February 26, 2024

Why Pretending to Hear Doesn't Help

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Like most hidden disabilities, hearing loss comes with a lot of stigmas that contribute to people’s reluctance to be open about their condition. Hearing loss is often conflated as a sign of old age, impairment, and declining mental capacities though this is not always the case. Because hearing loss is an unseen disability, people who suffer can often live in denial rather than dealing with it. This secrecy can have a deleterious effect on professional and personal relationships, affecting job performance and mental and physical health. Hearing loss is ultimately not as easy to hide as one might believe and manifests itself in many ways. Pretending to hear is one of the worst things you can do for your hearing health and your relationships.

Why Pretend to Hear?

Some of us don’t want to interrupt the flow of the conversation or don’t want to do anything that calls attention to our hearing disability. Often people just don’t have the right tools to know how to deal with developing hearing loss. In group situations, pretending can be especially tempting. In our culture, it is often considered rude to stop a group conversation and ask everyone to repeat everything just so that we can be filled in over and over again. The important thing to remember is, everyone pretends – not just those with hearing loss. Not interrupting is a cultural habit. Pretending occasionally is probably harmless, but when you have hearing loss and you pretend, you give the false impression to others that you can hear better than you do.

The Danger of Pretending

Pretending to hear might seem like a good idea in the moment but the reality is that it has a negative impact on your hearing and your overall health. It won’t be long before you don’t go out with your friends, and start to isolate yourself. With social isolation comes cognitive decline, and further hearing loss. This is a vicious cycle that will get you into a lot of trouble. Pretending to hear can have some serious repercussions at work. Say you’re in a meeting at work and you only hear half of what’s been said. No one at work knows you have hearing loss, and you’re too embarrassed to ask for clarification. You leave the meeting confused about your assignment, and risk making some major mistakes that will hurt your career. When it comes to communicating with your family, pretending to hear will put you in some awkward situations. If your loved one shares something important with you, and you’ve “forgotten” it a few hours later, they’ll think you weren’t paying attention when the truth is you never heard the information in the first place. More than anything not hearing and bluffing your way through conversation creates a lack of intimacy and reliability in many of your most important relationships.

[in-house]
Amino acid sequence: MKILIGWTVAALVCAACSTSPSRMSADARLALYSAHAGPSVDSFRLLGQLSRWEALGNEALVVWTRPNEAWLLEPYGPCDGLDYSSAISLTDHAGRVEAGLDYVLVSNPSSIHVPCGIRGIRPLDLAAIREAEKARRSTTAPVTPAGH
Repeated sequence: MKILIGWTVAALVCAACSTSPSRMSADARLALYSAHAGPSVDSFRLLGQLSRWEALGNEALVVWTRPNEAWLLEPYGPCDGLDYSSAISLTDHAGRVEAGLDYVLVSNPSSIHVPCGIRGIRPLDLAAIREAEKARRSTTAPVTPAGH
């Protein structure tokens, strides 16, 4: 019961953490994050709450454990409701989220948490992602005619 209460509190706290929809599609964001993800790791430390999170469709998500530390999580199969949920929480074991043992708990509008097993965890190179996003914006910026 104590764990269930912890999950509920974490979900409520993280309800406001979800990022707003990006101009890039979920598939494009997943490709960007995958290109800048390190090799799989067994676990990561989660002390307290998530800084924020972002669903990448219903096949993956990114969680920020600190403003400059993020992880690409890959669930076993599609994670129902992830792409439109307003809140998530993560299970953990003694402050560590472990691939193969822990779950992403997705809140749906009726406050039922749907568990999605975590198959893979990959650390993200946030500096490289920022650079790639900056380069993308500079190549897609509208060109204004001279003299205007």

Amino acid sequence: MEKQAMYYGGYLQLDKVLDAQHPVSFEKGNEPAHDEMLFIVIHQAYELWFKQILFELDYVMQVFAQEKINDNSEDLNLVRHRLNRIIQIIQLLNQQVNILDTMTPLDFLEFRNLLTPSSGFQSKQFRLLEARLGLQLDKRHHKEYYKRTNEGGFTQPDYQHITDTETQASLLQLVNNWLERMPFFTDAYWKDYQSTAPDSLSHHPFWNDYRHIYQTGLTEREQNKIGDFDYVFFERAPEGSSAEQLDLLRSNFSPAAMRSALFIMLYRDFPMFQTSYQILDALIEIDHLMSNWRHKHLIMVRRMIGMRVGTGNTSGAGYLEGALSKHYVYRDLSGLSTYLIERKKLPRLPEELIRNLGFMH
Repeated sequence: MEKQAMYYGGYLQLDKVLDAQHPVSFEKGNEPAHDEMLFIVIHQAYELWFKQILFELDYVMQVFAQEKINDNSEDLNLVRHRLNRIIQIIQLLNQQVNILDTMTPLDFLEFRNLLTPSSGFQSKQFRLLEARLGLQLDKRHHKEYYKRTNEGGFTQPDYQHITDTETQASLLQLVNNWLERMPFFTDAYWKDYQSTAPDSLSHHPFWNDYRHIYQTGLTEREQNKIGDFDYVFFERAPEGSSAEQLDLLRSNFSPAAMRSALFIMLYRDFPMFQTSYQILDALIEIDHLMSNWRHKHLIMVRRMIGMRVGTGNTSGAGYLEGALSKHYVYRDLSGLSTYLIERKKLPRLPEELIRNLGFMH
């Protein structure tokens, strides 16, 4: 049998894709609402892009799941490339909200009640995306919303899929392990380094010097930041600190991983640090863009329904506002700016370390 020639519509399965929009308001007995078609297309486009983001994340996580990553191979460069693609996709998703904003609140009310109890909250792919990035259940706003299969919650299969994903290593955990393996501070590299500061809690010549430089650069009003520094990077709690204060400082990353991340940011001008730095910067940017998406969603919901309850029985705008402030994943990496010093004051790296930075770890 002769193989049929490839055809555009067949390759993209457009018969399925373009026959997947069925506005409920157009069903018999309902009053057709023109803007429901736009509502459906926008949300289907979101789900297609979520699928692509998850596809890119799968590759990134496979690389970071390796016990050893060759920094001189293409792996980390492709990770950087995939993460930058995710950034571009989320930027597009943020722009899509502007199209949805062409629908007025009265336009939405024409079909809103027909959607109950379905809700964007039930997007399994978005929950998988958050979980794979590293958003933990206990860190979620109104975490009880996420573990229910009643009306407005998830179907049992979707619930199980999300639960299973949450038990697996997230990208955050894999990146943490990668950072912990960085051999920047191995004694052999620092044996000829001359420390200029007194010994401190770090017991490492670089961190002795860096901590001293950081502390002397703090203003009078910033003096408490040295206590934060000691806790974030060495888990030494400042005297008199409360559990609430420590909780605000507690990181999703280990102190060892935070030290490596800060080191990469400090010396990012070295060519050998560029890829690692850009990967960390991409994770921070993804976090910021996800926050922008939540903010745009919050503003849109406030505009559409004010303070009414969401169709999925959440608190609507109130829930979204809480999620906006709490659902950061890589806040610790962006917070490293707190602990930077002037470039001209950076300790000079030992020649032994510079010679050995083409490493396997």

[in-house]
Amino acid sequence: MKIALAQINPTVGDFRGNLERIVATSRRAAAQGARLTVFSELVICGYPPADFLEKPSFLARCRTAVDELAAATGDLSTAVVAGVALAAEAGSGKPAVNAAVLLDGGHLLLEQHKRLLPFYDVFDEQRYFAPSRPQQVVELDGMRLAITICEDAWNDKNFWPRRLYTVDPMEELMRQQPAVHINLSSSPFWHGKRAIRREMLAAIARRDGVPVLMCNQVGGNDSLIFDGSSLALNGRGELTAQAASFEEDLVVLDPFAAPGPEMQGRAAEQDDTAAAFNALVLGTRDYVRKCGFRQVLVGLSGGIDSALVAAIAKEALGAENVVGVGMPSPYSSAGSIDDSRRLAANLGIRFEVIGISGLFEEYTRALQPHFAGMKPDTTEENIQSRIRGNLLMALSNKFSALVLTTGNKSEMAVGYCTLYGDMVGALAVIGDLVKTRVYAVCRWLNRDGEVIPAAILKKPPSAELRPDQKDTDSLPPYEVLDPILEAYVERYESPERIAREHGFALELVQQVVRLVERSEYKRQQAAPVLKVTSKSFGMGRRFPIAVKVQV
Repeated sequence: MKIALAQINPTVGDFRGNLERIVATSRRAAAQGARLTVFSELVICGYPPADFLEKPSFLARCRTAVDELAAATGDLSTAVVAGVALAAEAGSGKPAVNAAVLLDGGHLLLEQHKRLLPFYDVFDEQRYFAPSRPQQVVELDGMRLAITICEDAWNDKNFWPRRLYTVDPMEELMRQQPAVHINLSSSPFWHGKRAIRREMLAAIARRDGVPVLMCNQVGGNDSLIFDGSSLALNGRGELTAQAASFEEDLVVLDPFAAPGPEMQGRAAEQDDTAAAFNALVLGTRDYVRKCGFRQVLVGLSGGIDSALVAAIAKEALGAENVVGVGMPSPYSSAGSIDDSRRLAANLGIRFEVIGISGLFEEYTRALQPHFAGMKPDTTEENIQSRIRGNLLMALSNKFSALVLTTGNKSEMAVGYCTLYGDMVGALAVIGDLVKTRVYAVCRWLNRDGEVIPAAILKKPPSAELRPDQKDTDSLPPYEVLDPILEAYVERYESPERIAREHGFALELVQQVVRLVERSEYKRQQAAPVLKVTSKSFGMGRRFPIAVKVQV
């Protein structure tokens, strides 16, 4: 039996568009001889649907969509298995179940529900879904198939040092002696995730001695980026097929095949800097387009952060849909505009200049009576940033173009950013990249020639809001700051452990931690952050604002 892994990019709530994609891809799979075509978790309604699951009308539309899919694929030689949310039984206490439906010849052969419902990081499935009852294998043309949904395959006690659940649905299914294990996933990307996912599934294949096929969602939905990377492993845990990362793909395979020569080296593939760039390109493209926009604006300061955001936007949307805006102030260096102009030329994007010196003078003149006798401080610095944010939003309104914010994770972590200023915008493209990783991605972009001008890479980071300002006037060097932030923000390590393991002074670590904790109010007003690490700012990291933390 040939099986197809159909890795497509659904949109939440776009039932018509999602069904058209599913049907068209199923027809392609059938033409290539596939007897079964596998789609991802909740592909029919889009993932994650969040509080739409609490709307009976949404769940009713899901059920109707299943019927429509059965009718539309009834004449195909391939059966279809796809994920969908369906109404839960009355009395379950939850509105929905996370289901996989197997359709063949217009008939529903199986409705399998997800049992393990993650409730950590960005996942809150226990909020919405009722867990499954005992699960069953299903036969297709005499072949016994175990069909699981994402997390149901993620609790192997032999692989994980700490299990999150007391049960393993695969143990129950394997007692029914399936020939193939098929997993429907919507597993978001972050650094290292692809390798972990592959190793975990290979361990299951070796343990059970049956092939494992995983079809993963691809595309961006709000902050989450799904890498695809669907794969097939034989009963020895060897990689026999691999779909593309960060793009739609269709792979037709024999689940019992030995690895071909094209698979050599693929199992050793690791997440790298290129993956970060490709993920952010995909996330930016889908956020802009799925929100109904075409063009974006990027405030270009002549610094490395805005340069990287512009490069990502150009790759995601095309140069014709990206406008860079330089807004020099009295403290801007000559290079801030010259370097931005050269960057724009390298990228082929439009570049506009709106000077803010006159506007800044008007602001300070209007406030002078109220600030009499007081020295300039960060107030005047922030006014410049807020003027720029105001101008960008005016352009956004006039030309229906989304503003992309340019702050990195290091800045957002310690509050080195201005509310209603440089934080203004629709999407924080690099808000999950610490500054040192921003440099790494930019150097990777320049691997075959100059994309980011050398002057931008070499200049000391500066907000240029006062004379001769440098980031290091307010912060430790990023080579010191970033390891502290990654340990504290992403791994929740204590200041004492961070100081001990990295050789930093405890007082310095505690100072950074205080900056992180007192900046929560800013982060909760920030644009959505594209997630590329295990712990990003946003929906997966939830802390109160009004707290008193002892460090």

Admitting You Have Hearing Loss

If you’ve been struggling through conversations, and you feel like you’re missing a lot, it’s time to honor your relationships and admit that you have hearing loss. Family, friends, and colleagues all want to include you, and will be happy to help you hear if they know you’ve been struggling to hear. Pretending to hear is a temporary fix that will always get you into trouble later, so break the habit of pretending, and start practicing habits that help you hear. The key to breaking a bad habit is to identify when it’s triggered. Rather than breaking a bad habit, we can simply convert it into a good one. We can change the pretending routine into something constructive. Every time you miss something because of your hearing loss, think of it as an opportunity to improve your current situation and to educate others about your hearing loss for future occasions.

Hearing Consultants

Once you realize you don’t have to keep your hearing loss secret, you can stop pretending to hear and put your energy into the activity and relationships that make you feel happy and fulfilled in life. Contact us at Hearing Consultants to set up a hearing test. We can diagnose exactly what kind of hearing loss you have and help you find the best treatment to help you hear to your fullest potential and stop pretending to hear once and for all.

Dr. Teague earned his Bachelor of Science Degree in Hearing, Speech and Language from Ohio University and his Doctoral Degree in Audiology from The University of Louisville. He is an active member of the American Academy of Audiology and the Ohio Board of Audiology.

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